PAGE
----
It had been announced in the local newspapers that there would be a series' of bull-fights in Havana, in which would appear Mezzanine, the famous "gentleman bull-fighter of Spain." I had decided to go to a bull-fight, notwithstanding the day of its celebration was Sunday. I was anxious to know from my own observation the true feeling of the people of Havana toward the Maine. Learning that the common people were likely to be greatly excited at the bull-fight, I decided that my presence there would afford the very best opportunity for my purpose. I told General Parrado of my intention, and he at once offered me a box. I declined the offer, saying that some of the officers of the Maine and I would go simply as ordinary observers. . However, within a day or two, General Parr ado sent me tickets for a box, which was an act of kind ness greatly appreciated by us. Later he sent a case of fine sherry to the officers of the Maine. The Maine had been for so long away from our large cities that I lacked anything distinctly American that would have been appropriate to give to General Parrado to express in a reciprocal way our appreciation of his gift, so I sent him, with the best of good wishes, a copy of my own work on "Deep-Sea Sounding and Dredging," published by the United States Coast Survey in 1880.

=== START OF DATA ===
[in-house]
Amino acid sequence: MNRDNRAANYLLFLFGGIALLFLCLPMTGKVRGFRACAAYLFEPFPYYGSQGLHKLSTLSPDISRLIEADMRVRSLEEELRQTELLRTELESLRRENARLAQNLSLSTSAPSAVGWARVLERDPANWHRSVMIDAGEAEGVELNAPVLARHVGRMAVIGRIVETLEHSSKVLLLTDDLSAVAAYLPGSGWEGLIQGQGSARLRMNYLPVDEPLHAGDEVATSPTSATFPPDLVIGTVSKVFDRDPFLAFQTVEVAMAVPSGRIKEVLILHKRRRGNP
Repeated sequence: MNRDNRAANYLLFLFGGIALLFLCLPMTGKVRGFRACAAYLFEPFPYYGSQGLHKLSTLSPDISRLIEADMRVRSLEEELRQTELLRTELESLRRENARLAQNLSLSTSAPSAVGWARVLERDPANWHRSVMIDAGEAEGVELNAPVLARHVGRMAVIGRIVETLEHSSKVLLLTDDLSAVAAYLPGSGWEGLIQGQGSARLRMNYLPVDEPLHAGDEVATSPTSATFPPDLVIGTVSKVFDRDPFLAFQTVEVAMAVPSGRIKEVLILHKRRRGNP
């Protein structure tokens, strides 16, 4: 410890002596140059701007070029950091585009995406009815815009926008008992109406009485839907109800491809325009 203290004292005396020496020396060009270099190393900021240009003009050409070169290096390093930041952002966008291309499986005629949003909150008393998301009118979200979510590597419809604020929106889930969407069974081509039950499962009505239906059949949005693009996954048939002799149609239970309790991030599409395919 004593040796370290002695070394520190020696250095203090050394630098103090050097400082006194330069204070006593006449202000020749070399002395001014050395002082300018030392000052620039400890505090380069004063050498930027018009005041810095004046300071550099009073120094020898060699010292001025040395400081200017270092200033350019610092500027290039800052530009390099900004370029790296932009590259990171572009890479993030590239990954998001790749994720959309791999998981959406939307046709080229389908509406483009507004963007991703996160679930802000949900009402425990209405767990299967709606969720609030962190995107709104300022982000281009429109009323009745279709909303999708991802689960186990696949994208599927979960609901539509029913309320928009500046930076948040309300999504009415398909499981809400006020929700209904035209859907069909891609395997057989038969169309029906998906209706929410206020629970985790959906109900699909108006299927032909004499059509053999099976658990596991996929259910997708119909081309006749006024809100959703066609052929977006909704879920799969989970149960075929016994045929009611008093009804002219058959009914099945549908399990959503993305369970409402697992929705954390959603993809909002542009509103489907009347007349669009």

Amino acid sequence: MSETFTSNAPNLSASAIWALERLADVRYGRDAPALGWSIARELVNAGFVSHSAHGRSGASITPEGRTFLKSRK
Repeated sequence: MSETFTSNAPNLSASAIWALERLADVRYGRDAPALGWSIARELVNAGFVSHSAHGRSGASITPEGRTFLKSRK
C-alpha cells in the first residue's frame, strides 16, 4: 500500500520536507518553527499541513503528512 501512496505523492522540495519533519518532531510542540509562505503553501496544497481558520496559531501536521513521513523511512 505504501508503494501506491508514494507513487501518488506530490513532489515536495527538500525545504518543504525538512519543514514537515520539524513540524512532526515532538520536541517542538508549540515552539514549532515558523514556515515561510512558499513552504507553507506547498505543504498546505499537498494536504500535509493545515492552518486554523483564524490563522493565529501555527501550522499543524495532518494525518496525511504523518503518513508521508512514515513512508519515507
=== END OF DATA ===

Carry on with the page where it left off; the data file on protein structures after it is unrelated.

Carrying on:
Maine fires salute